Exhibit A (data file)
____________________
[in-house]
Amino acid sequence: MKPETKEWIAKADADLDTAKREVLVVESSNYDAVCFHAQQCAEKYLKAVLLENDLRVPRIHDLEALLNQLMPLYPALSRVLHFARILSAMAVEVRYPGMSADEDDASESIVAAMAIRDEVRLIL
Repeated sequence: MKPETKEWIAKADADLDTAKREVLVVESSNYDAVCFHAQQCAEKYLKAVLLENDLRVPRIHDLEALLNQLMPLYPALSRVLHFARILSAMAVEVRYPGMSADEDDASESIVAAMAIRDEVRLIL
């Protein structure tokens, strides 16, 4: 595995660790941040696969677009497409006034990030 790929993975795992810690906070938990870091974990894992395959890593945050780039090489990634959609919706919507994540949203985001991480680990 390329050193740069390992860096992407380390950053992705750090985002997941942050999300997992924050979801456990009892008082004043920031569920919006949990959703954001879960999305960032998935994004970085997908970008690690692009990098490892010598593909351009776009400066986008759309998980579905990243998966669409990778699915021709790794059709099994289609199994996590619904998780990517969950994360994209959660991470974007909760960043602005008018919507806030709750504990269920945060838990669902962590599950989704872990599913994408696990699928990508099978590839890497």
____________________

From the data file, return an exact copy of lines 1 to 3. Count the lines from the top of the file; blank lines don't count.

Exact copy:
[in-house]
Amino acid sequence: MKPETKEWIAKADADLDTAKREVLVVESSNYDAVCFHAQQCAEKYLKAVLLENDLRVPRIHDLEALLNQLMPLYPALSRVLHFARILSAMAVEVRYPGMSADEDDASESIVAAMAIRDEVRLIL
Repeated sequence: MKPETKEWIAKADADLDTAKREVLVVESSNYDAVCFHAQQCAEKYLKAVLLENDLRVPRIHDLEALLNQLMPLYPALSRVLHFARILSAMAVEVRYPGMSADEDDASESIVAAMAIRDEVRLIL